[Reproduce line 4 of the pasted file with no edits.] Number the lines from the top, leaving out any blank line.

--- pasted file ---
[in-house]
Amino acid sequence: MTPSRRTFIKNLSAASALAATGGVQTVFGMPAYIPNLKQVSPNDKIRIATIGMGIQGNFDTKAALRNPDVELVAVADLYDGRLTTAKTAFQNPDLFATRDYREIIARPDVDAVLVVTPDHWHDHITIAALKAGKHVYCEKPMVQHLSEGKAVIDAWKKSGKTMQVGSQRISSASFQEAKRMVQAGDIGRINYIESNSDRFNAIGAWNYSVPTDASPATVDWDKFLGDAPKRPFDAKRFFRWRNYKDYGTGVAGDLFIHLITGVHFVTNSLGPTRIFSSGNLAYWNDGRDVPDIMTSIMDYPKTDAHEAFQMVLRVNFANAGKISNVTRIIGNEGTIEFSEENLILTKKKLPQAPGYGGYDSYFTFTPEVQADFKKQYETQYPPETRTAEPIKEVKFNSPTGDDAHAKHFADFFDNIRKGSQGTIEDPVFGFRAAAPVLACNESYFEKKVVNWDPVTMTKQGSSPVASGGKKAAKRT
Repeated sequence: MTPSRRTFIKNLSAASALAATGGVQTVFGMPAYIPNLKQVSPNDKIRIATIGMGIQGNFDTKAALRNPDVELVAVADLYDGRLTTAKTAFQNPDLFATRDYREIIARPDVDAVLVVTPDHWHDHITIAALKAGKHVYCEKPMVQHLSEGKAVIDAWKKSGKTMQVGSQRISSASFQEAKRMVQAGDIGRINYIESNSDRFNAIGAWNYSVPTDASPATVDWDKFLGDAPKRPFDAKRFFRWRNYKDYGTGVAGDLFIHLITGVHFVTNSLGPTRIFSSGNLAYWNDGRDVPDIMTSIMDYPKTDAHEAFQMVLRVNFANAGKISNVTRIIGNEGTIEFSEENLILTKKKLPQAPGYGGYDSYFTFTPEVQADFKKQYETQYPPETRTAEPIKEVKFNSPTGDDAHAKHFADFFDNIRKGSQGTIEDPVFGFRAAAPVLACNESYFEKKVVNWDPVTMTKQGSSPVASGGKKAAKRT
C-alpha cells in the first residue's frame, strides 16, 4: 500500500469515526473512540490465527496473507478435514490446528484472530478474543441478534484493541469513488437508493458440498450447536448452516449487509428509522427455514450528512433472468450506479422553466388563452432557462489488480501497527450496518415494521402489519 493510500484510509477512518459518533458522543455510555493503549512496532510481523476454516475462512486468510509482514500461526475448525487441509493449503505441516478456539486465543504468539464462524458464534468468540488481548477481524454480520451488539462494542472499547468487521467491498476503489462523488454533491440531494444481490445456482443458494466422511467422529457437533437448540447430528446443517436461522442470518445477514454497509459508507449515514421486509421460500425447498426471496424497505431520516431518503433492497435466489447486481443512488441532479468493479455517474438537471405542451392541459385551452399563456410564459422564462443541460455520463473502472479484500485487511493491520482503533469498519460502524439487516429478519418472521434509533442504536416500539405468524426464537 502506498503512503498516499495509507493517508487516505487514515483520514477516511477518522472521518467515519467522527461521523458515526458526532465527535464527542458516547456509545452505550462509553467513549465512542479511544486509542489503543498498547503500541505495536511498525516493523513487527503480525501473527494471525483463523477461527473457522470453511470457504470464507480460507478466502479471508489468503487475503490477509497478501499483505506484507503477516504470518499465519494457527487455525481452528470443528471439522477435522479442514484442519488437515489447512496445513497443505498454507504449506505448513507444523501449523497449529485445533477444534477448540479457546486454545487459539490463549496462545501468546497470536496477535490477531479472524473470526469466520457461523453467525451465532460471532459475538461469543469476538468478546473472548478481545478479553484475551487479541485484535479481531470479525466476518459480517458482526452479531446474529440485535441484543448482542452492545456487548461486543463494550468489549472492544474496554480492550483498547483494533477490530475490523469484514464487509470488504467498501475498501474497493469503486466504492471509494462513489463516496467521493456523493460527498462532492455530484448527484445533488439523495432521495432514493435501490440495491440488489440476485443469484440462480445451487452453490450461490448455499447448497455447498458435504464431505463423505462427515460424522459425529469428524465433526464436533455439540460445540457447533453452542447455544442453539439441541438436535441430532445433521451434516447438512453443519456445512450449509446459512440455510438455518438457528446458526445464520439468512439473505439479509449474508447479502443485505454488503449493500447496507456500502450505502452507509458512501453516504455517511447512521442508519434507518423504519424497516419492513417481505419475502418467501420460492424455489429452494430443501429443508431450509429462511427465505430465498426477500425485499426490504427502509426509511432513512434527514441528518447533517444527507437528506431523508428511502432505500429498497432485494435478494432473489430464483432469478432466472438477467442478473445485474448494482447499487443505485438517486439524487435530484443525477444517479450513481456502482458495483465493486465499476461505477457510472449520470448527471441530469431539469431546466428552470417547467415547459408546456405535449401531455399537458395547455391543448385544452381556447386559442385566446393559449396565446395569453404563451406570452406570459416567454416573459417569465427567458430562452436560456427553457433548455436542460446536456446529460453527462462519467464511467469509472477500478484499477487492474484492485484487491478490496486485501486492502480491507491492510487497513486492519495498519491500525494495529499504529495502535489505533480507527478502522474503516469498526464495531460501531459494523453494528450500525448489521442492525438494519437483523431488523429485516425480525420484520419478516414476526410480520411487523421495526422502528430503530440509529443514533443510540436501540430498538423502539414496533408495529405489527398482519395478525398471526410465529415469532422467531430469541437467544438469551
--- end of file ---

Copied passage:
C-alpha cells in the first residue's frame, strides 16, 4: 500500500469515526473512540490465527496473507478435514490446528484472530478474543441478534484493541469513488437508493458440498450447536448452516449487509428509522427455514450528512433472468450506479422553466388563452432557462489488480501497527450496518415494521402489519 493510500484510509477512518459518533458522543455510555493503549512496532510481523476454516475462512486468510509482514500461526475448525487441509493449503505441516478456539486465543504468539464462524458464534468468540488481548477481524454480520451488539462494542472499547468487521467491498476503489462523488454533491440531494444481490445456482443458494466422511467422529457437533437448540447430528446443517436461522442470518445477514454497509459508507449515514421486509421460500425447498426471496424497505431520516431518503433492497435466489447486481443512488441532479468493479455517474438537471405542451392541459385551452399563456410564459422564462443541460455520463473502472479484500485487511493491520482503533469498519460502524439487516429478519418472521434509533442504536416500539405468524426464537 502506498503512503498516499495509507493517508487516505487514515483520514477516511477518522472521518467515519467522527461521523458515526458526532465527535464527542458516547456509545452505550462509553467513549465512542479511544486509542489503543498498547503500541505495536511498525516493523513487527503480525501473527494471525483463523477461527473457522470453511470457504470464507480460507478466502479471508489468503487475503490477509497478501499483505506484507503477516504470518499465519494457527487455525481452528470443528471439522477435522479442514484442519488437515489447512496445513497443505498454507504449506505448513507444523501449523497449529485445533477444534477448540479457546486454545487459539490463549496462545501468546497470536496477535490477531479472524473470526469466520457461523453467525451465532460471532459475538461469543469476538468478546473472548478481545478479553484475551487479541485484535479481531470479525466476518459480517458482526452479531446474529440485535441484543448482542452492545456487548461486543463494550468489549472492544474496554480492550483498547483494533477490530475490523469484514464487509470488504467498501475498501474497493469503486466504492471509494462513489463516496467521493456523493460527498462532492455530484448527484445533488439523495432521495432514493435501490440495491440488489440476485443469484440462480445451487452453490450461490448455499447448497455447498458435504464431505463423505462427515460424522459425529469428524465433526464436533455439540460445540457447533453452542447455544442453539439441541438436535441430532445433521451434516447438512453443519456445512450449509446459512440455510438455518438457528446458526445464520439468512439473505439479509449474508447479502443485505454488503449493500447496507456500502450505502452507509458512501453516504455517511447512521442508519434507518423504519424497516419492513417481505419475502418467501420460492424455489429452494430443501429443508431450509429462511427465505430465498426477500425485499426490504427502509426509511432513512434527514441528518447533517444527507437528506431523508428511502432505500429498497432485494435478494432473489430464483432469478432466472438477467442478473445485474448494482447499487443505485438517486439524487435530484443525477444517479450513481456502482458495483465493486465499476461505477457510472449520470448527471441530469431539469431546466428552470417547467415547459408546456405535449401531455399537458395547455391543448385544452381556447386559442385566446393559449396565446395569453404563451406570452406570459416567454416573459417569465427567458430562452436560456427553457433548455436542460446536456446529460453527462462519467464511467469509472477500478484499477487492474484492485484487491478490496486485501486492502480491507491492510487497513486492519495498519491500525494495529499504529495502535489505533480507527478502522474503516469498526464495531460501531459494523453494528450500525448489521442492525438494519437483523431488523429485516425480525420484520419478516414476526410480520411487523421495526422502528430503530440509529443514533443510540436501540430498538423502539414496533408495529405489527398482519395478525398471526410465529415469532422467531430469541437467544438469551